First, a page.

From Sports Illustrated to USA Today, the national media has chronicled in recent months the man-bites-dog nature of Kentucky's surprising success on the football recruiting trail under Mark Stoops.
For the UK coach to convert his program's off-the-field momentum into a tangible on the-field rise, there are two bars Stoops has to clear.
Step one is to get Kentucky back to the level it was at during the end of the Rich Brooks coaching era, when the Cats were regularly making trips to minor bowl games.
The second goal — one no Kentucky coach has been able to achieve since 1984 — is to elevate UK to a level above Brooks' ceiling of seven wins in a regular season (not including bowl victories). Brooks did that three times in his final four years (2006, '07 and '09) but could never break through.
From some telling numbers, the paths that would allow Stoops to take both steps are starkly identifiable.
Step one: Back to the Brooks level
Want to identify the biggest difference between UK in its five-year bowl streak from 2006-10 and the Kentucky of the past three years &mdash the team that has compiled the worst overall record in the Southeastern Conference?
It is how the Cats have fared against three teams: their intrastate archrival; their permanent cross-division foe from the SEC West; and the one team from the SEC East that UK fans expect to consistently beat.
From 2006-10, when UK went 36-29 overall, Kentucky was 10-5 combined against Louisville, Mississippi State and Vanderbilt. Conversely, as UK went a horrid 9-27 over the past three years, it was 0-6 against those teams.
The most encouraging on-the-field aspect of UK's otherwise lackluster 2-10 debut under Stoops in 2013 was that the Wildcats were more competitive in losses against U of L, State and Vandy than they had been in Joker Phillips' final season as coach.
Reversing the results against that trio figures to be the first indicator if/when Stoops gets UK's program moving upward. Simply put, Kentucky must again start beating Louisville, Mississippi State and Vanderbilt with some regularity.
Step two: Taking the proverbial next step
The numbers tell an equally clear story of what has to happen for Stoops to lead Kentucky to a level — eight wins in a regular season, nine overall — that no UK football team has attained since Jerry Claiborne's Wildcats went 9-3 and won the Hall of Fame Bowl in 1984.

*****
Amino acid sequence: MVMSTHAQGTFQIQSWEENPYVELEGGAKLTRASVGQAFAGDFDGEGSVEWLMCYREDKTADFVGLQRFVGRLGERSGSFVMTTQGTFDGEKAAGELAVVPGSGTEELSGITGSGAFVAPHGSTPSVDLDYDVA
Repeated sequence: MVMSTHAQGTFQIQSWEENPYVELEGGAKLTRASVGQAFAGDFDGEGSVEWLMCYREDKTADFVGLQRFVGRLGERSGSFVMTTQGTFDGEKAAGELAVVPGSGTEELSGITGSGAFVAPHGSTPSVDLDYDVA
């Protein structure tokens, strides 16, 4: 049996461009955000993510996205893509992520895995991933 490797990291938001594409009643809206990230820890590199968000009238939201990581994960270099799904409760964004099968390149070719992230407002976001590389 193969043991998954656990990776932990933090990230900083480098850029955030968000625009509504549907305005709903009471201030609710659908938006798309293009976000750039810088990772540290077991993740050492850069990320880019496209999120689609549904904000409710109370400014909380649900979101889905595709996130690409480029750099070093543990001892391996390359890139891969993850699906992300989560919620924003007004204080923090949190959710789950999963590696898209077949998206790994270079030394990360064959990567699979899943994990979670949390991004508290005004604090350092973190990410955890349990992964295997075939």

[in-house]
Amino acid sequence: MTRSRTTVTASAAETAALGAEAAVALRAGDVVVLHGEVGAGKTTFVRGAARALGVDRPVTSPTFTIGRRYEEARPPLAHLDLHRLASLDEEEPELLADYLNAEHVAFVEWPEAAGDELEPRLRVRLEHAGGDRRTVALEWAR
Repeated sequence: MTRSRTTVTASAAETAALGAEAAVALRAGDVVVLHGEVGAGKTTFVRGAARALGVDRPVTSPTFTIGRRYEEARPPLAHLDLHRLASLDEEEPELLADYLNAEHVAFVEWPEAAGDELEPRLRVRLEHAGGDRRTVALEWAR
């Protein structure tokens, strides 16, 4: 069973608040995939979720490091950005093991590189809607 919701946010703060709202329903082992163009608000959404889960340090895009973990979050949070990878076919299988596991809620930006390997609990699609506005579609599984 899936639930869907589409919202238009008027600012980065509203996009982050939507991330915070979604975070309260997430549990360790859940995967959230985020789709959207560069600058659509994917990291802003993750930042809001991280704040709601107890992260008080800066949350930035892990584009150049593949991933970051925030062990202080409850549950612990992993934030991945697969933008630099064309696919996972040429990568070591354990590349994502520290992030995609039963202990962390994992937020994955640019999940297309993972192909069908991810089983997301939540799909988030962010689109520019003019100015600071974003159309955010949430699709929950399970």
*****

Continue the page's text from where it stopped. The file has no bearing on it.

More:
Kentucky has to become more competitive against the SEC East.
Since the SEC went to divisions in football starting with the 1992 season, UK's record in the East can only be described as embarrassing.
In that time, UK is 12-10 against Vanderbilt. Against the rest of the SEC East, the Wildcats have gone 10-80. Over the division era, Kentucky is 0-22 against Florida, 1-21 against Tennessee, 3-19 vs. Georgia, 6-16 against South Carolina and 0-2 vs. Missouri.
If that's not depressing enough, consider: Other than against Vanderbilt (8-6 in the 2000s), Kentucky has won all of four games against SEC East foes so far in the 21st century. The Cats beat Georgia in 2006 and '09, South Carolina in 2010 and Tennessee in 2011.
When a program gets locked into such long negative streaks against foes it has to face every season, I'm convinced it creates mental hurdles that perpetuate the losing.
From 2006-10, the Wildcats were highly competitive against teams from the SEC West. In that span, Kentucky went 7-8 against the West and beat every team in that division at least once except for Alabama (Texas A&M had not yet joined the league).
Yet during the same period, Kentucky went 7-18 against the East. If you take out 4-1 vs. Vanderbilt, the Cats were an even worse 3-17.
Other than Mississippi State, UK does not play West teams annually. Therefore, the Cats do not seem to carry the same level of psychological baggage against those programs.
In the long view, if Stoops can elevate the UK program so it just beats its East Division rivals other than Vanderbilt two or three times each decade — hardly an audacious goal — it would change the paradigm of what is possible in Kentucky football.
Mark Story: (859) 231-3230. Email: email@example.com. Twitter: @markcstory. Blog: Markstory.bloginky.com.